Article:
When you're a foreign dancer, gaining legal rights to work in the U.S. is a challenging process. It's especially difficult if you're petitioning to work as a freelance dancer without an agent or company sponsorship.
The process requires professional muscle along with plenty of resources and heart. "There's a real misnomer that it's super easy," says Neena Dutta, immigration attorney and president of Dutta Law Firm. "People need to educate themselves and talk to a professional."
Here are four things every foreign dancer who wants to work in the U.S. needs to know to build a freelance dance career here.
What does it take to "make it" in dance? It's no secret that turning this passion into a profession can be a struggle. In such a competitive field, talent alone isn't enough to get you where you want to be.
So what kinds of steps can you take to become successful? Dance Magazine spoke to 33 people from all corners of the industry to get their advice on the lessons that could help us all, no matter where we are in our careers.
It's not often that a promising choreographer gets to stage work in a world-class theater, on a skillfully-curated program with professional dancers, and with the possibility of winning a substantial cash prize. But at the McCallum Theatre's Palm Desert Choreography Festival, that's been the status quo for over twenty years.
Since Shea New, the festival's artistic director, founded the festival in 1998, she's worked tirelessly with McCallum's director of education and festival producer, Kajsa Thuresson-Frary, and stage manager and festival production manager Joanna Fookes to build a festival that nurtures choreographers, highlights high quality work, powerfully engages the local community and cultivates an audience base for dance in the Coachella Valley. The trio is backed by a strong team of professionals at McCallum and the brilliant volunteers from the local and national level who serve as adjudicators.
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On May 18, 1919, Margot "Peggy" Hookham was born. She would grow up to become Dame Margot Fonteyn, England's first homegrown prima ballerina. She joined the Sadler's Wells School in 1934 and was performing principal roles with the precursor to The Royal Ballet the next year. Fonteyn was a company-defining figure, dancing Aurora for the re-opening of the Royal Opera House after World War II, creating numerous roles with Sir Frederick Ashton and forging a legendary partnership with Rudolf Nureyev.
Memorial Day is notoriously one of Chicago's bloodiest weekends. Last year, 36 people were shot and seven died that weekend. In 2017 and 2016, the number of shootings was even higher.
When Garley "GiGi Tonyé" Briggs, a dance teacher and Chicago native, started noticing this pattern, she was preparing her second annual Memorial Day workshop for local youth.
The event's original aim was simple: "I wanted the youth of Chicago to have somewhere they could come and learn from different dancers and be off the streets on the South Side on this hot holiday," she says.
A recent trip I took to Nashville coincided with the NFL draft. As we drove into town, my Uber driver was a fount of information on the subject.
I learned that there are 32 NFL teams and that the draft takes place over seven rounds. That the team that did the poorest during the previous season gets first pick. That during an earlier event called the scouting combine, the teams assess college football players and figure out who they want.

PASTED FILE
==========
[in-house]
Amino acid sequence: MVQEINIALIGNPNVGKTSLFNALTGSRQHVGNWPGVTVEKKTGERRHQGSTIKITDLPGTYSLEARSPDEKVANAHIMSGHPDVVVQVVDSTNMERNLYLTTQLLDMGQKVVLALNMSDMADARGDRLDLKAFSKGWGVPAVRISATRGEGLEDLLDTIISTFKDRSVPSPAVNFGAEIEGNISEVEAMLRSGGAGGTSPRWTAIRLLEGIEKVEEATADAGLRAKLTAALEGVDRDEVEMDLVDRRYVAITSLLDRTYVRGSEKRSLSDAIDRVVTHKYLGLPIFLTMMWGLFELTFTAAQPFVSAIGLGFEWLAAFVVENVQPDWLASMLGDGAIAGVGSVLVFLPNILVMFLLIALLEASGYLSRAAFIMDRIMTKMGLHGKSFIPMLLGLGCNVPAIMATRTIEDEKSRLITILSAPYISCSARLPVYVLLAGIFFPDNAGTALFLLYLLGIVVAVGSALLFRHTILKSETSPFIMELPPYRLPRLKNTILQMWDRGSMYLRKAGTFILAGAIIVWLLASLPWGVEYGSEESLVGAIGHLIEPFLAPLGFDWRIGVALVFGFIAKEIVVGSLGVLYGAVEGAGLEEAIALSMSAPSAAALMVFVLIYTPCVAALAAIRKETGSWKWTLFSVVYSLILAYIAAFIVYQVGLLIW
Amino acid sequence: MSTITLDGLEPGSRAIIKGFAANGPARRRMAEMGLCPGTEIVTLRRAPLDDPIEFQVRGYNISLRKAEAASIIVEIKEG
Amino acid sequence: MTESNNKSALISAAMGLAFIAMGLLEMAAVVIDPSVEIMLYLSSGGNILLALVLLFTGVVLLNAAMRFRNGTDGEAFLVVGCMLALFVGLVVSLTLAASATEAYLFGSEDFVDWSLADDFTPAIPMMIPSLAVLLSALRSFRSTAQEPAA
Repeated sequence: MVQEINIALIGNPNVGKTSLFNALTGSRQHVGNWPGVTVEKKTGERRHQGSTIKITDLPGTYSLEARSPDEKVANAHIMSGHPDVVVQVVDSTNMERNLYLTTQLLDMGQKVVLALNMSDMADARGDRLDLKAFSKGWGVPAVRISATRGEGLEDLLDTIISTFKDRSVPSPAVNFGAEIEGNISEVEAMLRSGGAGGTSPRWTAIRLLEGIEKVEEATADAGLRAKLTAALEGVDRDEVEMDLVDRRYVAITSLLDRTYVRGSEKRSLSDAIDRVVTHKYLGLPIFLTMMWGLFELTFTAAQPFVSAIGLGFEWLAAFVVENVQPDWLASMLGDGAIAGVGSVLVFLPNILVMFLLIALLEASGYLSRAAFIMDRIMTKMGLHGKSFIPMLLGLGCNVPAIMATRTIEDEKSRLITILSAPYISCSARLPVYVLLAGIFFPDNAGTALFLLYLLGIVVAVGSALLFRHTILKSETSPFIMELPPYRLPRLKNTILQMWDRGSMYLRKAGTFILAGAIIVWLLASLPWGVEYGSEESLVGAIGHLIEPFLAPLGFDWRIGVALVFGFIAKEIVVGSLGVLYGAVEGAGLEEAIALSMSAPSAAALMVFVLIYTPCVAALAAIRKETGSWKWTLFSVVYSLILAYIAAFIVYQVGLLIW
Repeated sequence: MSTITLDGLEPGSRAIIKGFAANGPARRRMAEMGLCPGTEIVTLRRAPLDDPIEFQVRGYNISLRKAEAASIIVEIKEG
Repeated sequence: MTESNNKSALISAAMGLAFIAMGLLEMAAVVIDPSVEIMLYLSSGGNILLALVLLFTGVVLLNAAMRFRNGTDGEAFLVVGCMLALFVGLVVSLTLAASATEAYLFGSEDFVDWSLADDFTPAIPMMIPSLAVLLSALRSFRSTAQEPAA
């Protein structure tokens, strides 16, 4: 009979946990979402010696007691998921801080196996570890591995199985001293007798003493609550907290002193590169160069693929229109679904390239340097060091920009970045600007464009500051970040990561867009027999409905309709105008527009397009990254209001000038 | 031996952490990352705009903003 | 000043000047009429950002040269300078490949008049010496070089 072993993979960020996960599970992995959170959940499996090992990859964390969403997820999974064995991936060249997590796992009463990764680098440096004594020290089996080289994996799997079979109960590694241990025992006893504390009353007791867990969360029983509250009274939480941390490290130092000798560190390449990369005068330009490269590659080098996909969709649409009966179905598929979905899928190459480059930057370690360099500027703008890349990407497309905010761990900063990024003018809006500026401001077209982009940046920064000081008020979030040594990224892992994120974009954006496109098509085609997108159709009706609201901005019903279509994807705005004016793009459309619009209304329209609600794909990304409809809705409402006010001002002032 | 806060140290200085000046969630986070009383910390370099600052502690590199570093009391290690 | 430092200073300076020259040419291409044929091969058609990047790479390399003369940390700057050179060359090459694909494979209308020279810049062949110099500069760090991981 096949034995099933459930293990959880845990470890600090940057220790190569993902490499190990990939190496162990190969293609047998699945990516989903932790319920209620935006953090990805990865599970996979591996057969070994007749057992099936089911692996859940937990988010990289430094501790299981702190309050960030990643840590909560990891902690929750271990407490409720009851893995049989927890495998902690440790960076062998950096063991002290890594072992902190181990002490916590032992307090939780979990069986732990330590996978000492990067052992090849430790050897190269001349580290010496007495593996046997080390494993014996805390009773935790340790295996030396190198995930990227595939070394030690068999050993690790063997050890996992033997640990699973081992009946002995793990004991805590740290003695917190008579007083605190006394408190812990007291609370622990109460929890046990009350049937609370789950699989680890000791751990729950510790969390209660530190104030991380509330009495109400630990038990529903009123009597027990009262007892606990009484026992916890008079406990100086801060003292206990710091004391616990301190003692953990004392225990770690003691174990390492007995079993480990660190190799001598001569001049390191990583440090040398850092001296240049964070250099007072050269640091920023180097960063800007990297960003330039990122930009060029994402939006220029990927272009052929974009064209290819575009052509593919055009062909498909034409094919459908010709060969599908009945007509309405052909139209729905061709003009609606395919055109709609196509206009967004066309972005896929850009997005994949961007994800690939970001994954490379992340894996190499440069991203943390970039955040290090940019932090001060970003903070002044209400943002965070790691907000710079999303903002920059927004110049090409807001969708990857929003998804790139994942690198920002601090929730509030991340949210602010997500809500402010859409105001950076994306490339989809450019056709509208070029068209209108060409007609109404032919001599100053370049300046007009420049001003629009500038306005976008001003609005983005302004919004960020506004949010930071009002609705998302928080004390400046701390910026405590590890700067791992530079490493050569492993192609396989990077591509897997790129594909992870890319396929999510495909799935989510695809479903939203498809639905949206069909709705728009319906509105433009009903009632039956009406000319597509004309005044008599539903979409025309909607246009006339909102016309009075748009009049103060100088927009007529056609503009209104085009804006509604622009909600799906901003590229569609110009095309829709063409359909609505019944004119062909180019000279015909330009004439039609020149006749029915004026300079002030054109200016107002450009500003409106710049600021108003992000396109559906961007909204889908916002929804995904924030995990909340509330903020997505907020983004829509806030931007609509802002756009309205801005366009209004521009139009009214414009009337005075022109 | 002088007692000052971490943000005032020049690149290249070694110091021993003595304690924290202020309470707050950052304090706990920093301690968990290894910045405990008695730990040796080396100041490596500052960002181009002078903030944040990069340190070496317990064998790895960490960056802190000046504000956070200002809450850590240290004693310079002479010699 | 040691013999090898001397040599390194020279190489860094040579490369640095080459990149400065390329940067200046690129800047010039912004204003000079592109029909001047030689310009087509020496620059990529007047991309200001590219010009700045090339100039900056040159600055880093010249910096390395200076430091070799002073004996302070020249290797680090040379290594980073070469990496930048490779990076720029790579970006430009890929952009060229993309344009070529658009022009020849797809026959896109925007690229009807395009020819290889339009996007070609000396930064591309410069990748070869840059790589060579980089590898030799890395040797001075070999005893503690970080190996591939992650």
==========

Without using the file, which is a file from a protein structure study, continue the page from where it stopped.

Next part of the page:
There is also the veteran combine for "free agents"—players who have been released from their contracts or whose contracts have expired. They might be very good players, but their team needs younger members or ones with a certain skill set. All year round, experienced NFL scouts scan games across the country, checking out players and feeding that information back to the teams. Players' agents keep their eyes on opportunities for their clients which might be more rewarding.
While I sat in the traffic of 600,000 NFL fans I got thinking, is there something ballet could learn from football? Could a draft system improve young dancers' prospects and overall company caliber and contentment?
Despite what you might think, there's no reason for dancers to be afraid of bread.
"It's looked at as this evil food," says New York State–certified dietitian and former dancer Tiffany Mendell. But the truth is, unless you have celiac disease or a gluten intolerance, bread can be a healthy source of carbohydrates—our body's preferred fuel—plus fiber and vitamins.
The key is choosing your loaf wisely.
It can be hard to imagine life without—or just after—dance. Perhaps that's why we find it so fascinating to hear what our favorite dancers think they'd be doing if they weren't performing for a living.
We've been asking stars about the alternate career they'd like to try in our "Spotlight" Q&A series, and their answers—from the unexpected to the predictable—do not disappoint:
"New York City Ballet star appears in a Keanu Reeves action movie" is not a sentence we ever thought we'd write. But moviegoers seeing John Wick: Chapter 3 – Parabellum will be treated to two scenes featuring soloist Unity Phelan dancing choreography by colleague Tiler Peck. The guns-blazing popcorn flick cast Phelan as a ballerina who also happens to be training to become an elite assassin. Opens in theaters May 17.
The Brooklyn-based choreographer Gillian Walsh is both obsessed with and deeply conflicted about dance. With her latest work, Fame Notions, May 17–19 at Performance Space New York, she seeks to understand what she calls the "fundamentally pessimistic or alienating pursuit" of being a dancer. Noting that the piece is "quiet and introverted," like much of her other work, she sees Fame Notions as one step in a larger project examining why dancers dance.
What does Mikhail Baryshnikov have to say to dancers starting their careers today? On Friday, he gave the keynote speech during the graduation ceremony for the inaugural class of the USC Glorya Kaufman School of Dance.
The heart of his message: Be generous.